However, the issues with these two items comes when determining what is worth the price! The former is a jacket and therefore, buying it for the same price as the over-shirt seems like you’re getting more for your money, although as it stands I prefer the off-white overshirt.
Due to their returns policy, this might be a double-cop situation with the hope that seeing the items in hand might make the decision for me.
Whatever my decision though, Story Mfg. seems to be all about the vibrations and that’s something everyone needs to fw. For example, their laissez faire item descriptions for the overshirt reads: Most items are more 'easy' anti fit & oversized than other brands, some are more cropped and nothing is designed to be tailored or fitted. I don’t know why I feel so proud of that disclaimer under their items, but it certainly has me hooked. Something about it goes along with their whole environmental vision they have going on (and let me tell you, this ain't no virtue signalling bs, they’re the real deal!)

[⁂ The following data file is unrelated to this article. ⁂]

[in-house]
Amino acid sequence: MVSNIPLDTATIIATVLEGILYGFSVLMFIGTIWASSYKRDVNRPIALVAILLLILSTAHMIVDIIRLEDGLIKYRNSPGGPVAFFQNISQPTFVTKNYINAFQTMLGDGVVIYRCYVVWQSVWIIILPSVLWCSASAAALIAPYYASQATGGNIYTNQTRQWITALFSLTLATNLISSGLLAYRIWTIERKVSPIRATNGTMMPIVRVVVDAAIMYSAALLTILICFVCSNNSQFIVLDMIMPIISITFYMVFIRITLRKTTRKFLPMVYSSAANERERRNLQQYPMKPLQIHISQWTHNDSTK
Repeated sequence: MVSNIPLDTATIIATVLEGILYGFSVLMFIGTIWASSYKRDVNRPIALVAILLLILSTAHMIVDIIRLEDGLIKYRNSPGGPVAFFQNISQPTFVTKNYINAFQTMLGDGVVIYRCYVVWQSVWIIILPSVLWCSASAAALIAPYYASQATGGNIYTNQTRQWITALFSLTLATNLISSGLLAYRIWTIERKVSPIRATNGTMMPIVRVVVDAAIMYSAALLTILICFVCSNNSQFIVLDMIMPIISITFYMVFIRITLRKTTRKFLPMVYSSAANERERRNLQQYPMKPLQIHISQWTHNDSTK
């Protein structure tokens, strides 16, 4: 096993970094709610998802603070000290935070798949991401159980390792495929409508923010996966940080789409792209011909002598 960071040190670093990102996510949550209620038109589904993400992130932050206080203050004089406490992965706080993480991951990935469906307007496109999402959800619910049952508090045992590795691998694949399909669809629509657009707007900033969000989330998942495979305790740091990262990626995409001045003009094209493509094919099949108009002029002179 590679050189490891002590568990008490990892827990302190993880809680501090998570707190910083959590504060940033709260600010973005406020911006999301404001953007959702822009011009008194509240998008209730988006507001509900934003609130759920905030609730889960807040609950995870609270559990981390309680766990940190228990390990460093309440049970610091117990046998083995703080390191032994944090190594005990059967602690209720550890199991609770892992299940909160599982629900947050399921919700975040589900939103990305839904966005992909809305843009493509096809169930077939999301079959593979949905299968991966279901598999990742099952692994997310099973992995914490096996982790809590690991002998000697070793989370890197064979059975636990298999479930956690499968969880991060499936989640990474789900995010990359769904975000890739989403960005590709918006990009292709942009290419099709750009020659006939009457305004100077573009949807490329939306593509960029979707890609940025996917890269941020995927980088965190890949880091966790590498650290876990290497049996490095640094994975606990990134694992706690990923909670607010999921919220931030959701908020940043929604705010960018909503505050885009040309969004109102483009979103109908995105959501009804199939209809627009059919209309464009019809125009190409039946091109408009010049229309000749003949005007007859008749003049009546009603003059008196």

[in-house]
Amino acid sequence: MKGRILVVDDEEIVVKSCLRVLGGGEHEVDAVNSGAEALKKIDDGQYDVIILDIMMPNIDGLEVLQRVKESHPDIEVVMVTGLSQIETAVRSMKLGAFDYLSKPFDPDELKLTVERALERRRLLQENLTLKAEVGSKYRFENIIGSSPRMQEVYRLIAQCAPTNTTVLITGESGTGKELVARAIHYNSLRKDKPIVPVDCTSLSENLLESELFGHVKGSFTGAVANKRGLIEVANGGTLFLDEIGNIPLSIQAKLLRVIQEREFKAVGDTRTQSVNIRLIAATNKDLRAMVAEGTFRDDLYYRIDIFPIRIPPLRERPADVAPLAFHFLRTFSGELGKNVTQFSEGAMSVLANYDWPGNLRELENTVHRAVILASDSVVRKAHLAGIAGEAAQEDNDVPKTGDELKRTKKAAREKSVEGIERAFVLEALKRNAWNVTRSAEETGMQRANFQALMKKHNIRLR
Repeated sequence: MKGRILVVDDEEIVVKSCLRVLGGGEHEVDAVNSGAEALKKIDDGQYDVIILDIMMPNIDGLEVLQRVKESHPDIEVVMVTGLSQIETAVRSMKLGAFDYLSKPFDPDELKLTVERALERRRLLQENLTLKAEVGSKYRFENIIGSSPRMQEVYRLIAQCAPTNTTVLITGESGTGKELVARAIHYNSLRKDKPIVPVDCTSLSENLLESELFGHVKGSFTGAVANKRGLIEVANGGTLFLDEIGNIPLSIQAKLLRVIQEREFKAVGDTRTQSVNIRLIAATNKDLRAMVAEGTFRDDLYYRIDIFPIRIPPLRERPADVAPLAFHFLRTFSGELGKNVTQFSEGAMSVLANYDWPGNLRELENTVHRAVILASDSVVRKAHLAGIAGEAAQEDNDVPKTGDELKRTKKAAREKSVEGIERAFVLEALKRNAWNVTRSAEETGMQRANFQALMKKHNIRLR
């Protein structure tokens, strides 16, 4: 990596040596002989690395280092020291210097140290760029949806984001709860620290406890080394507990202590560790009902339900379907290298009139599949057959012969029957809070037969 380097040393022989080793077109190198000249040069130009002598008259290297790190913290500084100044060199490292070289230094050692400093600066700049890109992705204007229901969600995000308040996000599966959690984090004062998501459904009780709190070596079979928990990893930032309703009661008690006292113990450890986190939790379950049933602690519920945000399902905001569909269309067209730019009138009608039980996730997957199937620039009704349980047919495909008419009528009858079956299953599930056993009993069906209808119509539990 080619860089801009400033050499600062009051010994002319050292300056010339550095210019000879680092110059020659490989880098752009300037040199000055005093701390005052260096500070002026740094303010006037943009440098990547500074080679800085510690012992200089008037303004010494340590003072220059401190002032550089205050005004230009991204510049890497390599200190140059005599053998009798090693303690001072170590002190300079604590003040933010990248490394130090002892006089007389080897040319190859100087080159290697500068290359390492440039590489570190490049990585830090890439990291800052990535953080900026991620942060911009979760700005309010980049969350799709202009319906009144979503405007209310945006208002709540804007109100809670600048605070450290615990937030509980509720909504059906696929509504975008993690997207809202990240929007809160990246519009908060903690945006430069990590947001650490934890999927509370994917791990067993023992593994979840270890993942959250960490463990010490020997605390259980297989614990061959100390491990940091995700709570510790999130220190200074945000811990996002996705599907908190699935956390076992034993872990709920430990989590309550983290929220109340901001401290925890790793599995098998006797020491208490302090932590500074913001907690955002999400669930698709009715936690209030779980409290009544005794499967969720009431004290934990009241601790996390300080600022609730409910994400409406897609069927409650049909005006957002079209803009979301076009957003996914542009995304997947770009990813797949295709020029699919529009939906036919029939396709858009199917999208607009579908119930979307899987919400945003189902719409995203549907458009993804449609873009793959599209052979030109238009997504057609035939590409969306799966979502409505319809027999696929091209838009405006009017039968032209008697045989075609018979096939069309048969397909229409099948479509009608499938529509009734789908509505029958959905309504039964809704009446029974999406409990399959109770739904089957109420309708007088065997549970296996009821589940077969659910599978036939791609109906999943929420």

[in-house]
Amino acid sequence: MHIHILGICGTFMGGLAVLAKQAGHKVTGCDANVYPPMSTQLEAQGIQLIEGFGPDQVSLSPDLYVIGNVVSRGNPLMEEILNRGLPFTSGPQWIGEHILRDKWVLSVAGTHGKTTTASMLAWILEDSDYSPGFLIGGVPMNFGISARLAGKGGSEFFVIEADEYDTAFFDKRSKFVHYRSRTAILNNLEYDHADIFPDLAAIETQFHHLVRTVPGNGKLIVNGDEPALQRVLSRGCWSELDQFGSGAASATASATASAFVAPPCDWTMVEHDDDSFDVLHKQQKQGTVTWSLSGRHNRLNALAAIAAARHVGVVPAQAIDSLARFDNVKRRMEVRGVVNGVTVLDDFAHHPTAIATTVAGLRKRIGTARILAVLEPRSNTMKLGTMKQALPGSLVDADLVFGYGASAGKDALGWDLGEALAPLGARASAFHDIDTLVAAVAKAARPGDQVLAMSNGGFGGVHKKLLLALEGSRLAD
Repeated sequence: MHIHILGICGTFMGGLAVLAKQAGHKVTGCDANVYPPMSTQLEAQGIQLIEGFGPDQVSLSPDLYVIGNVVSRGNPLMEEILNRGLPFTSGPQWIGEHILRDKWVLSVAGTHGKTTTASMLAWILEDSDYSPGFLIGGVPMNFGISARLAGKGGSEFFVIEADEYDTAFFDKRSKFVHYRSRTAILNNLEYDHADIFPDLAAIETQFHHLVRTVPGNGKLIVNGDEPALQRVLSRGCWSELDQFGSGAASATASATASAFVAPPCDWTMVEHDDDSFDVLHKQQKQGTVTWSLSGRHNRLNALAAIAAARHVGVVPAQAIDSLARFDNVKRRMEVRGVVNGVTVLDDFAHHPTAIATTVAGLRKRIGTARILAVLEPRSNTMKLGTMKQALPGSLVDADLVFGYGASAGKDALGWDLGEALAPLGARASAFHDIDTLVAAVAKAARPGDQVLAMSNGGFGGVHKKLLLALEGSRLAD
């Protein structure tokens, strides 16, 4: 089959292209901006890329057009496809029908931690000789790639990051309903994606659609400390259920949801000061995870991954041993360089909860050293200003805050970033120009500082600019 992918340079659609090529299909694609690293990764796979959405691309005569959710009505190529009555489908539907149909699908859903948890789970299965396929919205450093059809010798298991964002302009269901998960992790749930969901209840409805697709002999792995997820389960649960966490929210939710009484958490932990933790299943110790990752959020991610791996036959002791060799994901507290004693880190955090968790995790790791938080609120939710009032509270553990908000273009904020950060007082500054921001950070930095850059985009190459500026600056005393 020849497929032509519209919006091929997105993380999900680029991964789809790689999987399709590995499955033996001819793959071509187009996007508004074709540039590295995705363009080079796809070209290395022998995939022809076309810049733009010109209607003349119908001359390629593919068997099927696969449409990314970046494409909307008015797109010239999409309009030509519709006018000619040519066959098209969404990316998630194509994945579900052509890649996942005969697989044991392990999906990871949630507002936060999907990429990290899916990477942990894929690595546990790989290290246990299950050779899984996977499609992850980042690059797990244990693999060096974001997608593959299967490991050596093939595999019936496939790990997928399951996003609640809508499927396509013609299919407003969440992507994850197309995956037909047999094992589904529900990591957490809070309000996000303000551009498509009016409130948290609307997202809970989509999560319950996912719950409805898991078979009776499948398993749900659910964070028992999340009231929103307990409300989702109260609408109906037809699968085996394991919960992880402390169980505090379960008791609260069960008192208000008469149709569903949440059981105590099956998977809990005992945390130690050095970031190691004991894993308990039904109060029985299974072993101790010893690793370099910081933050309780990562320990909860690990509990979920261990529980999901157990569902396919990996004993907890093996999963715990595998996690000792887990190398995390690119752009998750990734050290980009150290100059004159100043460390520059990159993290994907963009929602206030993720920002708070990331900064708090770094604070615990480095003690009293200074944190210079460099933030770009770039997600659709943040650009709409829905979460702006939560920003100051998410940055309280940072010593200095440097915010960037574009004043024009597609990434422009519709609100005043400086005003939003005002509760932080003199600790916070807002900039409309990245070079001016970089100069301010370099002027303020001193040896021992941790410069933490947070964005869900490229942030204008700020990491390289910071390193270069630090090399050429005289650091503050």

Tier 3 — BODE
Finally, the top of the mountain, the zenith of chore coats/jackets, we have BODE. Am I ever going to cop this? Absolutely not. But can I dream about being in a high-enough tax bracket that I could cop this without having to worry whether I could feed myself for the week? Yes. This jacket is nothing too outlandish and it’s far from worth the money for what is is. But it’s hand made and a beautiful piece that I’d love to have in my wardrobe.